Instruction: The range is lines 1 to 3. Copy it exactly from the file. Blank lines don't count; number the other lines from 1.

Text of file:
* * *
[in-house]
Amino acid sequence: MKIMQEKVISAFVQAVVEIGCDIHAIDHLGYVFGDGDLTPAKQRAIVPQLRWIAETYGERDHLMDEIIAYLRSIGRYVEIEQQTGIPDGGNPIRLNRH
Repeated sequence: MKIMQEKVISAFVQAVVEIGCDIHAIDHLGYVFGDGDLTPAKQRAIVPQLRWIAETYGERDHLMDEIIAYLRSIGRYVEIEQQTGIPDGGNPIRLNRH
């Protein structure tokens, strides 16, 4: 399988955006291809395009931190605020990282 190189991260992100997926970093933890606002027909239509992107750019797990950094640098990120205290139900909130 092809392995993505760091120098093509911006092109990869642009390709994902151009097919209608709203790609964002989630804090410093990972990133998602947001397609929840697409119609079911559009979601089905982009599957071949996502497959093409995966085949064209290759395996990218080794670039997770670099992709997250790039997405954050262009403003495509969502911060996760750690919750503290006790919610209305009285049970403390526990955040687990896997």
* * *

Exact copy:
[in-house]
Amino acid sequence: MKIMQEKVISAFVQAVVEIGCDIHAIDHLGYVFGDGDLTPAKQRAIVPQLRWIAETYGERDHLMDEIIAYLRSIGRYVEIEQQTGIPDGGNPIRLNRH
Repeated sequence: MKIMQEKVISAFVQAVVEIGCDIHAIDHLGYVFGDGDLTPAKQRAIVPQLRWIAETYGERDHLMDEIIAYLRSIGRYVEIEQQTGIPDGGNPIRLNRH